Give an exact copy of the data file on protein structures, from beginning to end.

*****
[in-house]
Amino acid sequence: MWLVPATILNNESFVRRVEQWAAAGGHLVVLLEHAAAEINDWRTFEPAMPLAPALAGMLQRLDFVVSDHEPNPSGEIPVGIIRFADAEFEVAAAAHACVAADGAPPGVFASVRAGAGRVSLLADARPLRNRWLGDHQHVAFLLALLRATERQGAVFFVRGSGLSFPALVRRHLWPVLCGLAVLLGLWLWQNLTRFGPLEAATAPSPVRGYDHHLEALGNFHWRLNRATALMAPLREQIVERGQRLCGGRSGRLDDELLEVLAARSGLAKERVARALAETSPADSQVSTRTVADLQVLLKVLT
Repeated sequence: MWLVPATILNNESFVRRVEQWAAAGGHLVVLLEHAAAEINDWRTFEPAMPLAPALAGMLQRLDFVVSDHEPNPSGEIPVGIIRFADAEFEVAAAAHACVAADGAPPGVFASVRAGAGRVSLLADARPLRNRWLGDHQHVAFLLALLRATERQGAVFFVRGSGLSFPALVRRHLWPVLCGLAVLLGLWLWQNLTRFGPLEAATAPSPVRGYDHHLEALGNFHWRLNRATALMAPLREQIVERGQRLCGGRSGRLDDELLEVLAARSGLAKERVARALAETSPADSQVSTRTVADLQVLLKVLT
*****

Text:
[in-house]
Amino acid sequence: MWLVPATILNNESFVRRVEQWAAAGGHLVVLLEHAAAEINDWRTFEPAMPLAPALAGMLQRLDFVVSDHEPNPSGEIPVGIIRFADAEFEVAAAAHACVAADGAPPGVFASVRAGAGRVSLLADARPLRNRWLGDHQHVAFLLALLRATERQGAVFFVRGSGLSFPALVRRHLWPVLCGLAVLLGLWLWQNLTRFGPLEAATAPSPVRGYDHHLEALGNFHWRLNRATALMAPLREQIVERGQRLCGGRSGRLDDELLEVLAARSGLAKERVARALAETSPADSQVSTRTVADLQVLLKVLT
Repeated sequence: MWLVPATILNNESFVRRVEQWAAAGGHLVVLLEHAAAEINDWRTFEPAMPLAPALAGMLQRLDFVVSDHEPNPSGEIPVGIIRFADAEFEVAAAAHACVAADGAPPGVFASVRAGAGRVSLLADARPLRNRWLGDHQHVAFLLALLRATERQGAVFFVRGSGLSFPALVRRHLWPVLCGLAVLLGLWLWQNLTRFGPLEAATAPSPVRGYDHHLEALGNFHWRLNRATALMAPLREQIVERGQRLCGGRSGRLDDELLEVLAARSGLAKERVARALAETSPADSQVSTRTVADLQVLLKVLT